David Munrow (multi-tracking all four parts)

soprano shawm, playing soprano and alto parts   (Moeck, Celle, W. Germany)
alto shawm   (Otto Steinkopf, Berlin, W. Germany)
tenor shawm   (Steinkopf/Moeck, Celle, W. Germany)

David Corkhill   side drum played without snare   (modern military instrument, unknown make)


2. Curtal
   CHANSON ‘CE QUI SOULOIT’   [1:39]      TIELMAN SUSATO (d. between 1561 AND 1564)
   based on a chanson by Pierre Sandrin (c-1510-1561)
   from Le Premier Livre des chansons 1554

David Munrow (double-tracking soprano and tenor parts)

soprano curtal   (Moeck, Celle, W. Germany)
tenor curtal   (Steinkopf/Moeck, Celle, W. Germany)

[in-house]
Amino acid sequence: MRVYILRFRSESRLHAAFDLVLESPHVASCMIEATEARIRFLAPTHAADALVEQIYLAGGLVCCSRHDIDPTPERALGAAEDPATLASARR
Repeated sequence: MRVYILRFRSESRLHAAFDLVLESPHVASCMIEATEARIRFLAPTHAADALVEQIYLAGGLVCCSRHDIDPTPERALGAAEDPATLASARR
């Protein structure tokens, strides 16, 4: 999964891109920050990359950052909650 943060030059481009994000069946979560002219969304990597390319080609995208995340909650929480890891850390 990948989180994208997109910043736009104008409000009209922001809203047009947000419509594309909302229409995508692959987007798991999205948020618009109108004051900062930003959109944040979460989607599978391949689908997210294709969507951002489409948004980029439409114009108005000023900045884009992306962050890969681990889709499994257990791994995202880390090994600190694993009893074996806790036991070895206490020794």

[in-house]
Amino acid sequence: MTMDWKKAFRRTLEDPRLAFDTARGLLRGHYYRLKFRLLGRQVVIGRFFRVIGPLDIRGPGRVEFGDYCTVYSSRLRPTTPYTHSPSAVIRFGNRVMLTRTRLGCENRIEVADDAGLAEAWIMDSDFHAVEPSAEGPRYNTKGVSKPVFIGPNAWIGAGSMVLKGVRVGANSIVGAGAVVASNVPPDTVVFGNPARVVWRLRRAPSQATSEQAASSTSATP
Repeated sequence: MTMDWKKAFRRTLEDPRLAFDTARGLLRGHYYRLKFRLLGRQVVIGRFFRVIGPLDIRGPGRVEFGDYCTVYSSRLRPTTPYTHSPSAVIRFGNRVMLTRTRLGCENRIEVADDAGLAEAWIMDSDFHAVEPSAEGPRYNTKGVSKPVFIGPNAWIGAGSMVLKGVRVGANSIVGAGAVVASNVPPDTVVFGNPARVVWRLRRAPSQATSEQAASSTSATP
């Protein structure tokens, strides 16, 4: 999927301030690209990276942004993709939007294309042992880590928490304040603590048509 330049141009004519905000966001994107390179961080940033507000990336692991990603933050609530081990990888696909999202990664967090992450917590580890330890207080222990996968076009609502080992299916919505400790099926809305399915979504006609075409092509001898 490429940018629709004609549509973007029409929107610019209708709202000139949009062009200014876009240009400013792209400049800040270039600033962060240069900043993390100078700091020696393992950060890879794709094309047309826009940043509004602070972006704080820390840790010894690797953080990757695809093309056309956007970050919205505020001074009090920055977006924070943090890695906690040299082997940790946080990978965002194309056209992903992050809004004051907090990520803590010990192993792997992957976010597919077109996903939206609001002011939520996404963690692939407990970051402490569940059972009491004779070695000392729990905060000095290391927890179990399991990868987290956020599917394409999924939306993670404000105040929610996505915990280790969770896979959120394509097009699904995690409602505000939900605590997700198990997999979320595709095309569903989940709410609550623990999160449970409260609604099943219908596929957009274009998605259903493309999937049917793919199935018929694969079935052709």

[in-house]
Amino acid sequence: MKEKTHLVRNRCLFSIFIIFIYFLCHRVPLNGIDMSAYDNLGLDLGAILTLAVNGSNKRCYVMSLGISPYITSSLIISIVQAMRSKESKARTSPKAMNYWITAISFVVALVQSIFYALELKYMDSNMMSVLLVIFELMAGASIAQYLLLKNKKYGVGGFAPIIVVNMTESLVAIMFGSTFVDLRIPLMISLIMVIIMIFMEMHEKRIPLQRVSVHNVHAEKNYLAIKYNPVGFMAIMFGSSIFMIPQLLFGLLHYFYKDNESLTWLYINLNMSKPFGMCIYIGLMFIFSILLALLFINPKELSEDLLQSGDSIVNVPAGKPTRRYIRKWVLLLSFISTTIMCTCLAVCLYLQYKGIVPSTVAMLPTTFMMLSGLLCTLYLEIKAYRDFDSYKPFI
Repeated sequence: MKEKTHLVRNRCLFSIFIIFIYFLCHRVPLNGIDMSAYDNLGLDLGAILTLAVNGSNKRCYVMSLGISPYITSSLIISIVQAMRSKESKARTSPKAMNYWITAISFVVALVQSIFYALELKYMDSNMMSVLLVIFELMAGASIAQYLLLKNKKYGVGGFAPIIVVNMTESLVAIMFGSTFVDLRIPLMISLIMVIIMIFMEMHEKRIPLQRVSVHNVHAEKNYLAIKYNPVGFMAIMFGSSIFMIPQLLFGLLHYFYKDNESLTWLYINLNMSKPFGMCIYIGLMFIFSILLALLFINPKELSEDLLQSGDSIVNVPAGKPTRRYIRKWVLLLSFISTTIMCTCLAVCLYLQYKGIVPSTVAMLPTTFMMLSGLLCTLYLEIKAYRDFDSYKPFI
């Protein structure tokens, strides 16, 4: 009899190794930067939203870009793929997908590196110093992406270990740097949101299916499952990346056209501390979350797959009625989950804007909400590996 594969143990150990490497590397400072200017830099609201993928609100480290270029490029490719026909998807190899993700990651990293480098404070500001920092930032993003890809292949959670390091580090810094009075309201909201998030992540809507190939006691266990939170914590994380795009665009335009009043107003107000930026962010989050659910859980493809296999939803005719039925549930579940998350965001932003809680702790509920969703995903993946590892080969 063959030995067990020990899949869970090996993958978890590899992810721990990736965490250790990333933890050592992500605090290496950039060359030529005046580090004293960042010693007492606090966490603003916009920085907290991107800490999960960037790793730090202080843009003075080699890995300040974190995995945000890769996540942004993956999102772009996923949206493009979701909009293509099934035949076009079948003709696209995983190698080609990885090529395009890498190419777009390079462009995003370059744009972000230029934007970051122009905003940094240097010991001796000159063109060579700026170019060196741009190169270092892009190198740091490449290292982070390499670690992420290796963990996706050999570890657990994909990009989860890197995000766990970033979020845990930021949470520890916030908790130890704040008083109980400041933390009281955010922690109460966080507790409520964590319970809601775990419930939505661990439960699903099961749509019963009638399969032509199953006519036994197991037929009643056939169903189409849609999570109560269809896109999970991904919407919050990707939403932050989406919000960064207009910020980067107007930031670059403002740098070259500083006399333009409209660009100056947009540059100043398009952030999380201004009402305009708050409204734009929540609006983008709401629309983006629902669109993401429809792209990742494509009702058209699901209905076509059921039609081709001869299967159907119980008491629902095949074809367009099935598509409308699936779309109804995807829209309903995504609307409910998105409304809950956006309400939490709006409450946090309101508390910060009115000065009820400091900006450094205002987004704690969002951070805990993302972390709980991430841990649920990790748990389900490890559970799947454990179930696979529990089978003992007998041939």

Andrew van der Beck   bass curtal   (Moeck, Celle, W. Germany)

   (For the tenor curtal as a continuo instrument see S.4 B.3)

   Courtaut
   A bass courtaut can be heard playing with a consort of recorders on S.3 B.10


3. Rackett
   CARO ORTOLANO   [1:26]      GIORGIO MAINERIO (SECOND HALF OF THE 16TH CENTURY)
   from Il Primo Libro di Balli 1578

David Munrow   tenor rackett   (Moeck, Celle, W. Germany)
John Turner   bass rackett   (Moeck, Celle, W. Germany)
Alan Lumsden   quart-bass rackett   (Moeck, Celle, W. Germany)
Andrew van der Beck   great-bass rackett   (Moeck, Celle, W. Germany)

   (For the quart-bass rackett supporting a mixed ensemble see S.3 B.15)
   (A consort of racketts can also be heard on ‘Music by Praetorius’ CSD 3761)


4. Crumhorn
   PADOUANA   [2:04]      JOHANN SCHEIN (1586-1630)